Resignations From World Vision Board Begin
April 3, 2014 The NonProfit Times
World Vision’s reversal regarding recognizing same-sex marriage of employees claimed its first casualty. Board member Jacquelline Fuller, who is director of corporate giving at Google, has resigned from the evangelical Christian relief agency’s board, disagreeing with the decision to exclude gay employees who marry.
Fuller, who is director of corporate giving at Google, was targeted by Faithful America along with her Google colleague, John Park, a senior project manager. The online community of “Christian social-justice activists” had recently launched an online petition urging the two to resign from the 16-member board. The petition had collected nearly 17,000 signatures as of this afternoon.
World Vision U.S. President Rich Stearns issued a statement on behalf of the board thanking Fuller for her contributions and service. “The board has benefited from her perspective and her passion to serve the poor. We wish her well as she continues to address global issues of poverty and justice.”
“In addition to support from churches, World Vision actively courts support of major corporations who want to curry favor with Christian consumers. Google claims to support marriage equality, so now that World Vision is putting anti-gay politics ahead of serving poor and hungry people, Google needs to find new Christian partners who don’t discriminate,” according to the petition.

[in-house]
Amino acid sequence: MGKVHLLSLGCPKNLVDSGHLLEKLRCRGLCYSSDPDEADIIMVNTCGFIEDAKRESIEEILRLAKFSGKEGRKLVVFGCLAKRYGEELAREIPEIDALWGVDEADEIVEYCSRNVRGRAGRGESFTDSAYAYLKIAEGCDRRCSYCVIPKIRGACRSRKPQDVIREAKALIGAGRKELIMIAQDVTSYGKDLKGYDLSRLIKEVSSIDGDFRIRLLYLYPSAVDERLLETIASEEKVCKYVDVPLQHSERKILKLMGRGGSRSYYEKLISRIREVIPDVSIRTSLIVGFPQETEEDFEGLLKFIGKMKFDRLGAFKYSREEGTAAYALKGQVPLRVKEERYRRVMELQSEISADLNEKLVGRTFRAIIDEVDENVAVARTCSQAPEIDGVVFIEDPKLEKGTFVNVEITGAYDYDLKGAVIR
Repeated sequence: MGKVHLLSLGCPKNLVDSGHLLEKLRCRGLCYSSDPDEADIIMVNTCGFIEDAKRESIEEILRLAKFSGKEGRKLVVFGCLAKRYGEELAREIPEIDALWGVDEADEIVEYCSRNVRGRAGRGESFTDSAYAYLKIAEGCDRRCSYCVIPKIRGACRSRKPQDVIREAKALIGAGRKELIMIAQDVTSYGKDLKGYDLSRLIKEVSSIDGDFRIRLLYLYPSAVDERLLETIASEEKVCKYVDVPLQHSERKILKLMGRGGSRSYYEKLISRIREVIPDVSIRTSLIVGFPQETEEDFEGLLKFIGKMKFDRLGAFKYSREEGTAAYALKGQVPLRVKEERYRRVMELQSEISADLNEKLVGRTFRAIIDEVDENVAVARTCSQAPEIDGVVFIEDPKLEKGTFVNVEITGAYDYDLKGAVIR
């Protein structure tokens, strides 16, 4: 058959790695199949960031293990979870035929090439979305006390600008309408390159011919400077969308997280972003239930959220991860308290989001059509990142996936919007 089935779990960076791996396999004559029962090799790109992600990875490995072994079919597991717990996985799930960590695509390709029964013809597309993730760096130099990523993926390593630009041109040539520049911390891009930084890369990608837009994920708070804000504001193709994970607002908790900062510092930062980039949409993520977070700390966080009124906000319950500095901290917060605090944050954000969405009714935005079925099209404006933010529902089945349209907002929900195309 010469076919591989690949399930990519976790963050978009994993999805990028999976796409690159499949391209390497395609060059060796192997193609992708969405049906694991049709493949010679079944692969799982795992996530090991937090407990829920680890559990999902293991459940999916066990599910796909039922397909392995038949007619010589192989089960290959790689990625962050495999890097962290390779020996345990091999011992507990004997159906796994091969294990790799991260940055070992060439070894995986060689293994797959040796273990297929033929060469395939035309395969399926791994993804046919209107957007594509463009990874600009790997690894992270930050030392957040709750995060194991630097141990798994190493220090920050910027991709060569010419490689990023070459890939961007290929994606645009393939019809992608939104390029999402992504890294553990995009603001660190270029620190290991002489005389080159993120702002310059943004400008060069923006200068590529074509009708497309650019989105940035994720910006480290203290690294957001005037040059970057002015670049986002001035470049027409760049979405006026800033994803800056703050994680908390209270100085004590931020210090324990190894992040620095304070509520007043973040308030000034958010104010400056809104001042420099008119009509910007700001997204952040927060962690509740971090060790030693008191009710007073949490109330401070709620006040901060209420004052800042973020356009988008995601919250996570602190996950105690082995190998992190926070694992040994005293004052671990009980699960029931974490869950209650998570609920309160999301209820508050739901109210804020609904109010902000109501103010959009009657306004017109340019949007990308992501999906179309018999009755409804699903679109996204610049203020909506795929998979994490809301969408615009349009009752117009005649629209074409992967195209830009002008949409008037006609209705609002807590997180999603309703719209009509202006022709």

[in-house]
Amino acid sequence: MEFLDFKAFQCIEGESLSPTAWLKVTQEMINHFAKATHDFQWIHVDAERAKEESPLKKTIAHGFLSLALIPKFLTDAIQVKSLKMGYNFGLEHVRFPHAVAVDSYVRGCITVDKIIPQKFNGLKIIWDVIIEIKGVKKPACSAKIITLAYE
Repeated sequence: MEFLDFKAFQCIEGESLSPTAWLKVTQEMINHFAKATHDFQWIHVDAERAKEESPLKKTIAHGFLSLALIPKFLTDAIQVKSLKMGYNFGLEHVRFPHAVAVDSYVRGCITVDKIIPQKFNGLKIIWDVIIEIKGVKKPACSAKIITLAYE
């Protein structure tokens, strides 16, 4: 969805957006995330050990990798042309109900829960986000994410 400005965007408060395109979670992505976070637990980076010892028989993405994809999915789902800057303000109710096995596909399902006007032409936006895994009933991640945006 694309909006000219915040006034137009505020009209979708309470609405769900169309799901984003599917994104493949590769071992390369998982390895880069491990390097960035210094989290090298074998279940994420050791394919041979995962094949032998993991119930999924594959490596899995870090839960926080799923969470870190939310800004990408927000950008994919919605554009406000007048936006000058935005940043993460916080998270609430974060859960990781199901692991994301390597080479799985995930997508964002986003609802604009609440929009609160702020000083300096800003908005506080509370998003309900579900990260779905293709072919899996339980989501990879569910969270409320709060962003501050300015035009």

World Vision U.S., based in Federal Way, Wash., last week announced that it would recognize same-sex marriages of employees, only to backtrack two days later after thousands of supporters threatened to cancel their child sponsorships.
In the days that followed, World Vision Canada and World Vision U.K. were among those related entities to issue statements clarifying that they are separate entities with policies that follow provincial employment laws prohibiting discrimination and were not affected by the World Vision U.S. decision. The World Vision International Partnership operates in 97 countries.